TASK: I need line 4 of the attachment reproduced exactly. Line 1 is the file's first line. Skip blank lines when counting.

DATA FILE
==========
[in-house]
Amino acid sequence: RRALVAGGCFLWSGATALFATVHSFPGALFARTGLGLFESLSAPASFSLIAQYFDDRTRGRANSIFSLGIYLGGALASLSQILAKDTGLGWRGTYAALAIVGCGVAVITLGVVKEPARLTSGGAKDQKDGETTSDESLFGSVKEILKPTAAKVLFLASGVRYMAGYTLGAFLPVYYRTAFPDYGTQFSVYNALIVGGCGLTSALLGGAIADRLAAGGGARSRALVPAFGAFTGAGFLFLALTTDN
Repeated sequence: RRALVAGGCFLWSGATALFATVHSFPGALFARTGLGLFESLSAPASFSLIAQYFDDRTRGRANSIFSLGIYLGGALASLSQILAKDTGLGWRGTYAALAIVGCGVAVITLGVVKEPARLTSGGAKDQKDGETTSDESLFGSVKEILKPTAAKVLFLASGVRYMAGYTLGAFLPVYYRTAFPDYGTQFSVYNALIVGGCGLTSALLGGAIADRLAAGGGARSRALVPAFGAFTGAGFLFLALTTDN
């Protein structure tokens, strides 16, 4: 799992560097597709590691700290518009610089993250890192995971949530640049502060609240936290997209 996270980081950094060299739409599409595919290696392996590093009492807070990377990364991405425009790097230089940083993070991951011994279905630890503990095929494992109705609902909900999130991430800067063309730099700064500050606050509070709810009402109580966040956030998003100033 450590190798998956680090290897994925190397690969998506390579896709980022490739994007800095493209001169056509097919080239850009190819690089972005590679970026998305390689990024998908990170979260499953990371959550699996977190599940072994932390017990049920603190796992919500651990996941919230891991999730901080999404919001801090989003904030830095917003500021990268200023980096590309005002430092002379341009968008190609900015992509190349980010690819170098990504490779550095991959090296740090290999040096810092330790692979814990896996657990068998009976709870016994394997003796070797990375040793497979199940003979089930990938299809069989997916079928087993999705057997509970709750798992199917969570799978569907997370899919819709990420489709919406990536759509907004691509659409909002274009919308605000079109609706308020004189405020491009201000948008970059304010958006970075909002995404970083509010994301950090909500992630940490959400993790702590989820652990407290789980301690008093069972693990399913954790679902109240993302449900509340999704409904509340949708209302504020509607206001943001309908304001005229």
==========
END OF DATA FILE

């Protein structure tokens, strides 16, 4: 799992560097597709590691700290518009610089993250890192995971949530640049502060609240936290997209 996270980081950094060299739409599409595919290696392996590093009492807070990377990364991405425009790097230089940083993070991951011994279905630890503990095929494992109705609902909900999130991430800067063309730099700064500050606050509070709810009402109580966040956030998003100033 450590190798998956680090290897994925190397690969998506390579896709980022490739994007800095493209001169056509097919080239850009190819690089972005590679970026998305390689990024998908990170979260499953990371959550699996977190599940072994932390017990049920603190796992919500651990996941919230891991999730901080999404919001801090989003904030830095917003500021990268200023980096590309005002430092002379341009968008190609900015992509190349980010690819170098990504490779550095991959090296740090290999040096810092330790692979814990896996657990068998009976709870016994394997003796070797990375040793497979199940003979089930990938299809069989997916079928087993999705057997509970709750798992199917969570799978569907997370899919819709990420489709919406990536759509907004691509659409909002274009919308605000079109609706308020004189405020491009201000948008970059304010958006970075909002995404970083509010994301950090909500992630940490959400993790702590989820652990407290789980301690008093069972693990399913954790679902109240993302449900509340999704409904509340949708209302504020509607206001943001309908304001005229």